Sara Lucy Bagby was born in the early 1840s in Virginia. While visiting Richmond John Goshorn purchased Lucy on January 16, 1852 from a slave trader named Robert Alois for $600. After employing Lucy himself for five years, on November 8, 1857, Goshorn gave her to his son William Scott Goshorn.
While William Goshorn was away in Minnesota during the fall of 1860 Lucy was able to escape north via the Underground Railroad by the Ohio River to Beaver, Pennsylvania before moving on to Pittsburgh. To erase her fugitive status she fabricated the story that William Goshorn's daughter, Isabella, had brought her up north and into Pennsylvania where she told Lucy that she was now free because she was in a free state. Lucy eventually made her way to Cleveland where she worked as a domestic servant in the home of Congressman-Elect A. G. Riddle.
On January 16, 1861 William Goshorn arrived in Cleveland to reclaim Lucy under the U.S. Fugitive Slave Act, which was passed in 1850 to provide the judicial machinery for slave owners to reclaim their "property." The authorities arrived at the door of Lucius A. Benton's home on January 19, 1861. Benton, who worked professionally as a jeweler, had been employing Lucy for nearly two weeks leading up to that time. As the U.S. marshals knocked on the door Lucy looked out the window to see her owner William standing there with the marshals. After being arrested, Lucy was placed in a waiting carriage and taken to jail where she awaited trial on Monday, January 21. On her way to the jail U.S. Deputy Marshal J. H. Johnson asked Lucy why she had escaped with her reply being that she was afraid she was going to be sold south.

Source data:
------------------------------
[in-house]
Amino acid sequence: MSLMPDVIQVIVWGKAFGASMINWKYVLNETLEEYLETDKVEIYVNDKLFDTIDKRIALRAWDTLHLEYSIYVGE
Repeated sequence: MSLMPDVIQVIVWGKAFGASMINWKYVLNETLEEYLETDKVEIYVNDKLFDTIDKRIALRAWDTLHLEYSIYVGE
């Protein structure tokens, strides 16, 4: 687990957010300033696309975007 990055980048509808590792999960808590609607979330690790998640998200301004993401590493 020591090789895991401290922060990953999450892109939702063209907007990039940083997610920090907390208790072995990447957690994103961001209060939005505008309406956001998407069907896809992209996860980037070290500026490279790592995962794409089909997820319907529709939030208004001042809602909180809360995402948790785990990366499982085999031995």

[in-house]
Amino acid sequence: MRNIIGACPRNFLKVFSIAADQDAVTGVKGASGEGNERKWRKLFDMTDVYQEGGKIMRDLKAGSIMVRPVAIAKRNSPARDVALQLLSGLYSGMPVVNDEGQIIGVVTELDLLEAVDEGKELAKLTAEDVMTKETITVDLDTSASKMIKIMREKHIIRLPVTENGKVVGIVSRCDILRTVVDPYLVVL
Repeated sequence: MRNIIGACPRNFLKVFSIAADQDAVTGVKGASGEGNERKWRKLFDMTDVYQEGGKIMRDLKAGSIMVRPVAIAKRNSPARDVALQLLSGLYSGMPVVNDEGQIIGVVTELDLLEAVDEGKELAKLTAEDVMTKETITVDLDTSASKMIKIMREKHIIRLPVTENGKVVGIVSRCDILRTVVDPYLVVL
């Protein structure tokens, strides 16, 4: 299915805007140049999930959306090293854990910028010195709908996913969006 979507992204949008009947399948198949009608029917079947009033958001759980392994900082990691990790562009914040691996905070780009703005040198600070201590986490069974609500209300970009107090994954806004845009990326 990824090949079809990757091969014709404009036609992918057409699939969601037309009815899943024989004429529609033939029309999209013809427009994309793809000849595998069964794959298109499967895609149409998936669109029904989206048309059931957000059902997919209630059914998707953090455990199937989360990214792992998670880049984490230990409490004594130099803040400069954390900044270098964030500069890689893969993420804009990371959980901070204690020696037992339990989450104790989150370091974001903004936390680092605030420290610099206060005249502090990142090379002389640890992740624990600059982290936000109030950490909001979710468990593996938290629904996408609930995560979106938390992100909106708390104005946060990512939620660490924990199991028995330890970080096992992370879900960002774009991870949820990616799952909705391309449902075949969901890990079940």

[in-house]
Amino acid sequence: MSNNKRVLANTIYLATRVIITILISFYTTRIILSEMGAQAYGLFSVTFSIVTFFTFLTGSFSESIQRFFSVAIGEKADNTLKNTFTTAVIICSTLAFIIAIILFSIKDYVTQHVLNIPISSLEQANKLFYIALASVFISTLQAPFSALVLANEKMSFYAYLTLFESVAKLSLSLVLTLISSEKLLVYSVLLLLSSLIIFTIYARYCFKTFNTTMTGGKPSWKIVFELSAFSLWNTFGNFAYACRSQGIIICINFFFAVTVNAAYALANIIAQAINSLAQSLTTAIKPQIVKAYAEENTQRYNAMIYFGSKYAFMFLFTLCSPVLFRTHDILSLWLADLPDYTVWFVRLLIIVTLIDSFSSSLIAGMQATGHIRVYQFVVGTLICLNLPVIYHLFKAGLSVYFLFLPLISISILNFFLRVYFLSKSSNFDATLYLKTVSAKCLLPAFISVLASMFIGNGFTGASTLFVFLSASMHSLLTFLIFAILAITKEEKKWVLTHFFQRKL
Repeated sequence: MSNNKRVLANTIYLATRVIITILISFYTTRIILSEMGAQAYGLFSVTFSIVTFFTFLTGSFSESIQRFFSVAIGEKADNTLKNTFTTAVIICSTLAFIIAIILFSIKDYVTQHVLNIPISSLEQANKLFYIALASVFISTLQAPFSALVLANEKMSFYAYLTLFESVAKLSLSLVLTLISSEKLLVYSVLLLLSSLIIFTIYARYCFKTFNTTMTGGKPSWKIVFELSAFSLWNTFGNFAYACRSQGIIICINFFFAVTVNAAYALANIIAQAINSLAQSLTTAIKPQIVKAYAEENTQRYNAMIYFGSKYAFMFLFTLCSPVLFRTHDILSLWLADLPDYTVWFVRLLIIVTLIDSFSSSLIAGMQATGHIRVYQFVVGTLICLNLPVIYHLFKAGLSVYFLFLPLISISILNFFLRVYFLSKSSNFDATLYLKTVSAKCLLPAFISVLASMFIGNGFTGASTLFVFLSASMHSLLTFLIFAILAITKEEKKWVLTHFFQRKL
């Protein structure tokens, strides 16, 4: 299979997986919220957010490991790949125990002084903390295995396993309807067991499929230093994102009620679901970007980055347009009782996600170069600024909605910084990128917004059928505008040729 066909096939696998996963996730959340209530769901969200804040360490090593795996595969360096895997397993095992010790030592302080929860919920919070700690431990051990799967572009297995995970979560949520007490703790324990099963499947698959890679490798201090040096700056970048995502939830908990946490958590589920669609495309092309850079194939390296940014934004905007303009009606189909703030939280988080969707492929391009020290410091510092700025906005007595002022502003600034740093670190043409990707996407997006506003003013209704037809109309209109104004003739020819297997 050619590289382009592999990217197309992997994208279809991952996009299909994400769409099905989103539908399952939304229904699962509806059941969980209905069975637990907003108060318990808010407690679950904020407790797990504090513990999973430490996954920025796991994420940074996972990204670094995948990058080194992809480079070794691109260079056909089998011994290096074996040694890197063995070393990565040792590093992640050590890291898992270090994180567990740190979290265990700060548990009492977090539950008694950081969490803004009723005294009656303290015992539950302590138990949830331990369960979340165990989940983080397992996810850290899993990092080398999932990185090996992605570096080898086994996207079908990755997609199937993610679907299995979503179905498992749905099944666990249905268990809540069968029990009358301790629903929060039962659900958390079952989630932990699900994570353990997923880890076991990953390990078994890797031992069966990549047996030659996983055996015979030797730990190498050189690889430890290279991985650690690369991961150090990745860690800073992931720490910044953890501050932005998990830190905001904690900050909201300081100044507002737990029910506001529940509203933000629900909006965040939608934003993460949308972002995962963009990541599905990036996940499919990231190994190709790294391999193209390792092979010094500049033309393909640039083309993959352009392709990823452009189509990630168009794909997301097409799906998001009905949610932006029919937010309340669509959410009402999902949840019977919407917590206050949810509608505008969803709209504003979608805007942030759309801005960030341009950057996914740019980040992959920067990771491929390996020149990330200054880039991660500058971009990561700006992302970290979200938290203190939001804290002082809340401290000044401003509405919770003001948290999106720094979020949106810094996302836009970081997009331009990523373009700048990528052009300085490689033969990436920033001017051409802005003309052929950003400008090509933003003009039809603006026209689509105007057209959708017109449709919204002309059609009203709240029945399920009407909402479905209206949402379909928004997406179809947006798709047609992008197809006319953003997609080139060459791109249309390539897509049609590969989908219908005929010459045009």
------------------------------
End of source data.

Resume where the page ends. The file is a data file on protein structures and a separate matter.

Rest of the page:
During this time William E. Ambush, Chairman of the Fugitive Aid Society, tried to raise $1,200 to purchase Lucy from Goshorn but Goshorn refused to sell her. His family worth was approximately $300,000 so the economic incentive to sell failed to sway him. With the court hearing coming almost immediately upon her arrest, the funds were never collected anyway.
On Monday she was brought before Probate Judge Daniel R. Tilden. Antislavery supporters filled the courtroom and area immediately outside the courthouse. Rufus P. Spalding, a former member of the Ohio Supreme Court, A. G Riddle and C. W Palmer served as her counsel. Judge Tilden issued a writ of habeas corpus on the oath of William E. Ambush against the sheriff and jailer. The question arose as to whether a fugitive slave could be retained in a jail, an establishment supposed to house criminals. Since it was a crime to escape from bondage the court determined that prisoners and fugitives could in fact be jailed based on the 1850 law.
There was no argument against the Fugitive Slave Act. Since John and William Goshorn had all the documents proving ownership of Lucy the court had no choice but to enforce the law much to the dismay of Cleveland and the black community of the city.
Following the trial and with U.S marshals as escorts, Lucy was transported by train back to Wheeling, Virginia. En route to Wheeling it was discovered that a plot to rescue the girl had been hatched by a large group of supporters but the train's conductor was able to thwart the attempt by skipping the scheduled stop where the rescue was to occur. During the war while travelling south with her owner Lucy was freed by a Union officer and following her emancipation she made her way to Pittsburgh. Later Lucy married a Union soldier by the name of George Johnson and the two continued to live in Pittsburgh for a number of years before eventually returning to Cleveland where she remained until her death in 1906.
In 1904 Lucy was invited to attend the annual Early Settlers' Association meeting held at Grays Armory. Presented to the crowd as Mrs. Lucinda Johnson, she rose and bowed as the band struck up "Dixie." The crowd responded with wild applause, warmly embracing their adopted daughter who they had once helplessly watched marched off to bondage.